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Editor’s Note: Writer Grace Stroup is a sophomore English and religious studies double major from Arlington, Virginia. Grace is also a Carolina Social Influencer. 

Two years ago to the day, I walked through Tegallalang: one of the world’s most popular, and arguably most beautiful, rice fields. I spent my morning as a kindergarten assistant in Ubud proper, sounding out letters and acting out jungle animals with the young children. The rice fields were lush, full of vegetation unfamiliar to my eye and wonderfully quiet. The sun set as I walked up and down hills, through streams and paddies, and back up the street to the house that truly felt like my own.

I spent the first month of my gap year in Bali learning how to teach kindergarten as all of my best friends packed their lives into cars and drove to college. I spent the next month working in Vietnam serving soup in a city of 10 million and another month in Sri Lanka renovating a Buddhist monastery in a hidden and tiny village. I ended back in the comfort of my living room in December.

I spent January basking in the light and love of Cape Town, teaching kids to surf and play rugby and hiking Table Mountain. As winter turned to spring, I made my way north and found comfort in the suburban village of Sale, a small community just outside of Rabat, Morocco, where I taught French and English at a woman’s center. I moved further north for my last three months, where I worked in London and got comfortable in the rhythms of the United Kingdom. I returned home with a plethora of stories and memories that I look back at today with immense fondness.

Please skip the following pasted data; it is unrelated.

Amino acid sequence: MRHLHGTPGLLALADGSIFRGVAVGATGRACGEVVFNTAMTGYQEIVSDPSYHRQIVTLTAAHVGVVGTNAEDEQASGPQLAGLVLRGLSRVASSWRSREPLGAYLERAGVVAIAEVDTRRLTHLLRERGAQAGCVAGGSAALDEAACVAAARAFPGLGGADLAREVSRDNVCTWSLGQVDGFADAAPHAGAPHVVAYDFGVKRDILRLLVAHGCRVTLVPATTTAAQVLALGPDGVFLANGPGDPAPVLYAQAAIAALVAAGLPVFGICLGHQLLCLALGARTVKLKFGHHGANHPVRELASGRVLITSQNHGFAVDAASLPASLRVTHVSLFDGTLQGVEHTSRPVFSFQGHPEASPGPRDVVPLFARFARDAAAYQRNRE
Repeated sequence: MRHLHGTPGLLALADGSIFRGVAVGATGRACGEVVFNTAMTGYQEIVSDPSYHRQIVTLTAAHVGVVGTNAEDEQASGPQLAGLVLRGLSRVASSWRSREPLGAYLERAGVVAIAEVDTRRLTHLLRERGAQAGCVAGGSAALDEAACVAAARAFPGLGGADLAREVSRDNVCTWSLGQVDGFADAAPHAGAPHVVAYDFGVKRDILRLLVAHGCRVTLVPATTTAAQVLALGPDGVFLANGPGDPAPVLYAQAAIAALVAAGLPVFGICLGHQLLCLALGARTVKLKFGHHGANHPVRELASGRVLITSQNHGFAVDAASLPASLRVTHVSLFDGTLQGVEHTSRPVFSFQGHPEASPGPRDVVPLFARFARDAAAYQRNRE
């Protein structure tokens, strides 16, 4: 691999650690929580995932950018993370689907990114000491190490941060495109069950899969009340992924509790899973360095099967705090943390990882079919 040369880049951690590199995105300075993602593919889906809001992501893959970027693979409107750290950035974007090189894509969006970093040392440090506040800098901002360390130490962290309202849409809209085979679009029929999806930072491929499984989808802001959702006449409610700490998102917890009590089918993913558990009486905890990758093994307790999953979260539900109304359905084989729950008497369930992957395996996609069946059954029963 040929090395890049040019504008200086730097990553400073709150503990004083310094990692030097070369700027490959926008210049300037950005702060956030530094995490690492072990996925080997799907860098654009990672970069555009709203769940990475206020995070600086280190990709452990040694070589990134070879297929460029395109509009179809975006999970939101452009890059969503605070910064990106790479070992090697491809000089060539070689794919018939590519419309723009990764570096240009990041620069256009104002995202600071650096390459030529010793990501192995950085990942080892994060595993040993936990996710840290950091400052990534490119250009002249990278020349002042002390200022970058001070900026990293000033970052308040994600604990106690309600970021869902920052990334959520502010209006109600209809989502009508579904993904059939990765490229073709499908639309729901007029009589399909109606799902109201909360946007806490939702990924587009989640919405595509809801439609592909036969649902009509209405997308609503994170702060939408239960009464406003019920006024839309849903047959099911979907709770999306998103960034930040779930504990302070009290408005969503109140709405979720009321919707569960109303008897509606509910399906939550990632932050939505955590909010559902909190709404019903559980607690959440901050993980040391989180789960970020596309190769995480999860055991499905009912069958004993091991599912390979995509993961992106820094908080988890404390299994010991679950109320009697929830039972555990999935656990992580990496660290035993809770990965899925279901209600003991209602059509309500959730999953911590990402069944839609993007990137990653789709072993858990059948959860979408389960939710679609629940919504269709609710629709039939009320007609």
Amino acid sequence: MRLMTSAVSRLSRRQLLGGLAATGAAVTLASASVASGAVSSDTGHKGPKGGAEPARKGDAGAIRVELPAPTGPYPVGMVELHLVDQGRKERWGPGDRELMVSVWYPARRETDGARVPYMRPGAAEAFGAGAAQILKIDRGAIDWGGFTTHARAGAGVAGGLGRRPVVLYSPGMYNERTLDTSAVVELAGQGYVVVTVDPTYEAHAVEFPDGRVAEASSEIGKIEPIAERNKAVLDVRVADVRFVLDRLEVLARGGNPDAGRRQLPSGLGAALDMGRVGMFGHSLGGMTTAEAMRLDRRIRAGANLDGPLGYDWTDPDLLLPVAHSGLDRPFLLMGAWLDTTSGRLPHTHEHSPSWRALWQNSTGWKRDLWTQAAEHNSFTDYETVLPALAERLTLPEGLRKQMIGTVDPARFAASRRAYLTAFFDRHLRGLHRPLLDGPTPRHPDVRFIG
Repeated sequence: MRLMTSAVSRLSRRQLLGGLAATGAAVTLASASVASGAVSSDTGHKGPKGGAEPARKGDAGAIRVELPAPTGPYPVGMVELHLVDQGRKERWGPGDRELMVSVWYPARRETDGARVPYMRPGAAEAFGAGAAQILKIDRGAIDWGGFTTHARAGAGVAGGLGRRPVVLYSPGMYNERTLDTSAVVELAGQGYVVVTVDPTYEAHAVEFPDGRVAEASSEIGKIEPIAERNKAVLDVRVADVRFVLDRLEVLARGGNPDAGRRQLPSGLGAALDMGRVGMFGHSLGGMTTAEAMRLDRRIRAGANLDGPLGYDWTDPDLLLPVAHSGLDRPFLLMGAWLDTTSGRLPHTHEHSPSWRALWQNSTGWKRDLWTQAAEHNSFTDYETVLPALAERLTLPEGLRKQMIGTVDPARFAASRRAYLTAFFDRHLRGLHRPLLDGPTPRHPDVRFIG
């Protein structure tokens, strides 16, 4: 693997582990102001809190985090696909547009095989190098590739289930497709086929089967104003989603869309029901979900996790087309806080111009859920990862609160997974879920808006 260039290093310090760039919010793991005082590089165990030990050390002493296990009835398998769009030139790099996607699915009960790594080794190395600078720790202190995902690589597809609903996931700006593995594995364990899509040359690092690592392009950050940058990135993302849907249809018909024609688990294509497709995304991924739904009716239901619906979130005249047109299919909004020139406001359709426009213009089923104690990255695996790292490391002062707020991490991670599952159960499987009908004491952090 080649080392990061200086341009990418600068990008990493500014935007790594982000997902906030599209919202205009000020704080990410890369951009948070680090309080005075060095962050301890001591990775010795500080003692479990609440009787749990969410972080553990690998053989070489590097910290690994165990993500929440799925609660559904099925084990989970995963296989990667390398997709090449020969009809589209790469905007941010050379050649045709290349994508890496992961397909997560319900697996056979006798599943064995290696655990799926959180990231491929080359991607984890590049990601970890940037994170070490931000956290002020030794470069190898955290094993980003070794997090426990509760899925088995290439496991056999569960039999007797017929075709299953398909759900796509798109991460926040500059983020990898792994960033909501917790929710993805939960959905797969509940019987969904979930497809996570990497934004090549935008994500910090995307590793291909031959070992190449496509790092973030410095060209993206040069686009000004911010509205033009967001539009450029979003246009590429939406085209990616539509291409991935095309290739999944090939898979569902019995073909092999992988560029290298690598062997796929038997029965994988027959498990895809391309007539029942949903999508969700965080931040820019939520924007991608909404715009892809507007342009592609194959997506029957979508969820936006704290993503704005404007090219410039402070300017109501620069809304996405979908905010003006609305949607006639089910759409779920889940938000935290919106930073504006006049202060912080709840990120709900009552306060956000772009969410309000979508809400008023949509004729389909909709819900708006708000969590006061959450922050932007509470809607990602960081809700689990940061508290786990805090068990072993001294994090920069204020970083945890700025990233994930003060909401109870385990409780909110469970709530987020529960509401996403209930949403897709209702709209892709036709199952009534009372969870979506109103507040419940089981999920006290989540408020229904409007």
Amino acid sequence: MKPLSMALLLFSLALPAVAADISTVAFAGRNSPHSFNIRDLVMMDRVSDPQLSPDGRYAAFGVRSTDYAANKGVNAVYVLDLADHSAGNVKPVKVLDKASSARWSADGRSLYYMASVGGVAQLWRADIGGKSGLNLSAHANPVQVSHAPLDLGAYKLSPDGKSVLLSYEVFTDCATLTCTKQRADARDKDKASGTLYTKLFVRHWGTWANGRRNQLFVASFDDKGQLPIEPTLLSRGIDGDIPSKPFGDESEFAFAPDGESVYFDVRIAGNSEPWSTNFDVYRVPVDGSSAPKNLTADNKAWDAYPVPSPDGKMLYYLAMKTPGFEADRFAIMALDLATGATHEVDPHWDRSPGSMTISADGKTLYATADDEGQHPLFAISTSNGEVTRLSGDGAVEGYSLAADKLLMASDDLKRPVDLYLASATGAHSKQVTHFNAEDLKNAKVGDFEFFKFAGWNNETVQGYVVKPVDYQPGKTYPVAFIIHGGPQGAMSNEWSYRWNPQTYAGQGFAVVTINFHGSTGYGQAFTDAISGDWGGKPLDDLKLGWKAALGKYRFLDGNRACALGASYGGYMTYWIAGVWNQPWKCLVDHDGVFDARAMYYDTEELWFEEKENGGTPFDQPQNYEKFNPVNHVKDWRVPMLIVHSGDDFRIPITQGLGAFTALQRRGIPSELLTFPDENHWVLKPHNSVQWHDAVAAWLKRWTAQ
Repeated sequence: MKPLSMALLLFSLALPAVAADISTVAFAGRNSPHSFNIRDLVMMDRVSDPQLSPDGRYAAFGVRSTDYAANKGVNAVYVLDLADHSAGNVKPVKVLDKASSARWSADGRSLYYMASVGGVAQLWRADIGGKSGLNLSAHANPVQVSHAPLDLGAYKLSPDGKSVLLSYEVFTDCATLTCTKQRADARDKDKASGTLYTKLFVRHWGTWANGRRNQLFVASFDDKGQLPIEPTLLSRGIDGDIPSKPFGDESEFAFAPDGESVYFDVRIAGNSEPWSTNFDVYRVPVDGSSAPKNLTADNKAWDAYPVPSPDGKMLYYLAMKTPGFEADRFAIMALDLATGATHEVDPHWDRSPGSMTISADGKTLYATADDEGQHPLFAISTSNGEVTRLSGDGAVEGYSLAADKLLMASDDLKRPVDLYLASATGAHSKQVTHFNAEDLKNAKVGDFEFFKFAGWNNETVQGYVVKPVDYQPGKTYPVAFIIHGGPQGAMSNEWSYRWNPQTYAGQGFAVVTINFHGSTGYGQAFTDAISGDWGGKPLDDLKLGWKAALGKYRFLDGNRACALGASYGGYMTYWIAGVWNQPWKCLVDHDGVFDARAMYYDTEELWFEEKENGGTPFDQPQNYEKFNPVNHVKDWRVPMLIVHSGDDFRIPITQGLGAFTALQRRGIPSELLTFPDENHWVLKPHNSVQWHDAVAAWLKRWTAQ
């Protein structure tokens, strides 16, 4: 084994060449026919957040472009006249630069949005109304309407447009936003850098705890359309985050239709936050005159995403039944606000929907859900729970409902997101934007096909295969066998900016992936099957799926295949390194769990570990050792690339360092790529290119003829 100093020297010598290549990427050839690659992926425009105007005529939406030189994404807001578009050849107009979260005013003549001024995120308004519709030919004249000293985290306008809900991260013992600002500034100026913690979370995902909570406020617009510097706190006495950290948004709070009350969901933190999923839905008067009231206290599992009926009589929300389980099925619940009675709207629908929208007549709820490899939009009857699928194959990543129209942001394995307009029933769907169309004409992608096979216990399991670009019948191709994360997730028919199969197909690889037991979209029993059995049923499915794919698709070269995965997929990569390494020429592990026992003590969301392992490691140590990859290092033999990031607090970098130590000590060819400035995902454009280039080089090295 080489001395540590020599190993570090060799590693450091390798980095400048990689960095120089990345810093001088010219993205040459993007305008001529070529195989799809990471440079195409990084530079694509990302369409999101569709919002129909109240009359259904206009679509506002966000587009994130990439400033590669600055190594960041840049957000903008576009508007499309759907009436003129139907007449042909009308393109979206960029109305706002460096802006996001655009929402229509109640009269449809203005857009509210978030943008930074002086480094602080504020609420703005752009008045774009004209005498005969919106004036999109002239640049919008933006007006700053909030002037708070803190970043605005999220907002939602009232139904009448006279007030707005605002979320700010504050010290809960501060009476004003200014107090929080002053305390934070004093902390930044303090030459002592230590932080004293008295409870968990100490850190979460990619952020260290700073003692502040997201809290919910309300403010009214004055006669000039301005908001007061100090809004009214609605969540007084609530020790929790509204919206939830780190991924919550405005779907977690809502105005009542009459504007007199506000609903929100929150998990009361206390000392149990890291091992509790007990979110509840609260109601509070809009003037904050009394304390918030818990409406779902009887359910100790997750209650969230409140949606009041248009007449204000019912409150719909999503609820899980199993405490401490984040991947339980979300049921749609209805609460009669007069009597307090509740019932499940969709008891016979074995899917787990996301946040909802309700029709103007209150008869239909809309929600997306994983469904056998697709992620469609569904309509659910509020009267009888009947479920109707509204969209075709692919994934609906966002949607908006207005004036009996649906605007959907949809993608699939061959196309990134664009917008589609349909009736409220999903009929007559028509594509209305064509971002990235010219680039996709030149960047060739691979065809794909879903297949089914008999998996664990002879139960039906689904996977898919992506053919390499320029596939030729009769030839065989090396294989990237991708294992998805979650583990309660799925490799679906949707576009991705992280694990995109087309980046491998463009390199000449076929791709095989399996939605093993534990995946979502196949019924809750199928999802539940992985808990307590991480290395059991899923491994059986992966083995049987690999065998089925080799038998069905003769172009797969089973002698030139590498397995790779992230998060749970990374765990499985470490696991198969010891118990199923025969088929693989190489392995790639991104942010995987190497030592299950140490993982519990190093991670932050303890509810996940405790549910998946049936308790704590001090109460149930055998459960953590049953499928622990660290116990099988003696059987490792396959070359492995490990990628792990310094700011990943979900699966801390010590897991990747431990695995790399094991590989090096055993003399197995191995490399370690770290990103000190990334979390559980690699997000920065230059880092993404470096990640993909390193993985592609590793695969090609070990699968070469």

According to the dictionary, a gap year is a period of time, usually an academic or calendar year, in which a student takes a break from school to travel, work or volunteer, typically after ending high school and before starting college. While that is a great definition, I would change a couple of things. A gap year, for me, is time, space, growth and change.

I had decided to take a year off from higher education with the singular goal of enjoying myself. When I was a junior in high school, I decided to research gap years and to take one myself. I spent my senior year juggling my plans for school with my plans for the world.

The only problem? Not all of the schools I was applying to would let me defer for a year. Luckily, Carolina allows incoming students to defer for a year with the sole goal of travel and work.

The Global Gap Year Fellowship is a highly selective award given to a high school graduates who have been admitted to Carolina as part of the university’s early action deadline. Once admitted, students must apply for the fellowship, which provides an $8,000 stipend to each student.

The fellowship offers students guidance, support and community once students are accepted. There is a shared understanding of what it means to travel alone at a young age and how it can change, and enhance, someone’s life.



I didn’t know about the fellowship when I applied to Carolina, but I was able to form unique relationships with everyone from my year’s cohort. My first-year roommate and I met at a random coffee shop in the middle of Cape Town, and we shared a suite with two friends (and fellows) too. The fellowship community is inviting and opening and has led me to some of my best friends at Carolina. If you’re interested, be sure to apply to Carolina early!

The 10 months that I traveled alone were some of the most impactful and active of my life. The path was not straight, and certainly not easy, but it changed my life. I am so happy that I gave myself space from school to try something completely different. I saw immense changes in myself that I am not so sure I would have found had I come to Carolina immediately after graduating high school. I seriously encourage every incoming freshman to consider applying for this program.

Taking a gap year has given me a community and family all across the globe. I have places to stay in Vietnam, Australia, Cape Town, Germany and England and have work experience that sets me apart. I have learned that my space, family and understanding of the world is far greater than I will ever be able to contextualize. What is so beautiful about that, though, is that there are people here who fully understand that.

If you have questions about the fellowship, gap years or solo travel as a young woman, reach out! You can find my blog from my gap year at to learn more about where I traveled, the work I did and, most importantly, the people I met that gave me some of my favorite memories.


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